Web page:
01.02.2012

Журнальный клуб 02.02.2012

В четверг 2 февраля в 15:00 в конференц-зале ИВНД и НФ состоится заседание Журнального клуба. Доклад подготовит Александра Масленникова на основе статьи: Neural correlates of consonance, dissonance, and the hierarchy of musical pitch in the human brainstem. Gavin M. Bidelman and Ananthanarayan Krishnan. J Neurosci. 2009 October 21; 29(42): 13165–13171.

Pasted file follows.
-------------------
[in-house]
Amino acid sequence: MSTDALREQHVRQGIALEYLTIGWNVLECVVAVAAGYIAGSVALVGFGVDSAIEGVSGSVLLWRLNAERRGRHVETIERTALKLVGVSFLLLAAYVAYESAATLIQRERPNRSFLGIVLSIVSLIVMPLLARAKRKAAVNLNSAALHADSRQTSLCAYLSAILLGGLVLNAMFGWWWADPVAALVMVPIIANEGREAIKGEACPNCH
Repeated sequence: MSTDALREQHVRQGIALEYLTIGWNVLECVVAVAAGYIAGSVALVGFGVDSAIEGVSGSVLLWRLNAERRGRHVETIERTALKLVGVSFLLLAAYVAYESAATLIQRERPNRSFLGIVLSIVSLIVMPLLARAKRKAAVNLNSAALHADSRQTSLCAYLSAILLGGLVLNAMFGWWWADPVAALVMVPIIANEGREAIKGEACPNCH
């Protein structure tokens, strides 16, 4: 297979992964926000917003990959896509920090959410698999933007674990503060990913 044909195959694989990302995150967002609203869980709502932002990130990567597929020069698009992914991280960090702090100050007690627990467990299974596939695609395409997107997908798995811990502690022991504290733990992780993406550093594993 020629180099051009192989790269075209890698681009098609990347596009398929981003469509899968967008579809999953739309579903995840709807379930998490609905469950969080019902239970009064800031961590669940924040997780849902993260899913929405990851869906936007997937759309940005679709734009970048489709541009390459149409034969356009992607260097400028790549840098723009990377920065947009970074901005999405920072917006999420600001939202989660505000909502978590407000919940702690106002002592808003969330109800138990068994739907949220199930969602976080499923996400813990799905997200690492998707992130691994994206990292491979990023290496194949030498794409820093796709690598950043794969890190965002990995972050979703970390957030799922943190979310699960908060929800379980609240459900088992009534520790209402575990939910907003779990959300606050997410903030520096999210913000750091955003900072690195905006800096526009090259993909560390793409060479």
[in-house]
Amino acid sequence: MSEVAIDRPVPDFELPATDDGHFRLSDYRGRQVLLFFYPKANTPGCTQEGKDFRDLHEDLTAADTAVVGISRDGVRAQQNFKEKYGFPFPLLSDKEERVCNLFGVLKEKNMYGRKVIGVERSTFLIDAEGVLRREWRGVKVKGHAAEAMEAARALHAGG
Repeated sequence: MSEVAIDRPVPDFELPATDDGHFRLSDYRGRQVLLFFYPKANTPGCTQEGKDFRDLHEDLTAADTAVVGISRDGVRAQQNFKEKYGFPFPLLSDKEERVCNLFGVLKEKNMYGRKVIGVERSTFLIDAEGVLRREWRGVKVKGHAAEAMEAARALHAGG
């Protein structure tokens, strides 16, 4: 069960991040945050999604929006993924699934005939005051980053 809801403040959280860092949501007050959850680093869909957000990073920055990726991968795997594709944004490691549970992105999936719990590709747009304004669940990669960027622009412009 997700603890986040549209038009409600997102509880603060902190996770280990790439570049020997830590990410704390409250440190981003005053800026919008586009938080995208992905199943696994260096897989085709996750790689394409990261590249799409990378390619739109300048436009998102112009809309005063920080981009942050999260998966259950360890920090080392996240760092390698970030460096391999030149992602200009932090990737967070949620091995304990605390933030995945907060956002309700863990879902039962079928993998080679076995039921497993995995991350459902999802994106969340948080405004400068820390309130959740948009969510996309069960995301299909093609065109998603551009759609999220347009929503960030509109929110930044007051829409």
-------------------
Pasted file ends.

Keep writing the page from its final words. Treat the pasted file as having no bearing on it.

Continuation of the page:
Consonant and dissonant pitch relationships in music provide the foundation of melody and harmony, the building blocks of Western tonal music. We hypothesized that phase-locked neural activity within the brainstem may preserve information relevant to these important perceptual attributes of music. To this end, we measured brainstem frequency-following responses (FFRs) from non-musicians in response to the dichotic presentation of nine musical intervals that varied in their degree of consonance and dissonance. Neural pitch salience was computed for each response using temporal based autocorrelation and harmonic pitch sieve analyses. Brainstem responses to consonant intervals were more robust and yielded stronger pitch salience than those to dissonant intervals. In addition, the ordering of neural pitch salience across musical intervals followed the hierarchical arrangement of pitch stipulated by Western music theory. Finally, pitch salience derived from neural data showed high correspondence with behavioral consonance judgments (r = 0.81). These results suggest that brainstem neural mechanisms mediating pitch processing show preferential encoding of consonant musical relationships and furthermore, preserves the hierarchical pitch relationships found in music, even for individuals without formal musical training. We infer that the basic pitch relationships governing music may be rooted in low-level sensory processing and that an encoding scheme which favors consonant pitch relationships may be one reason why such intervals are preferred behaviorally.

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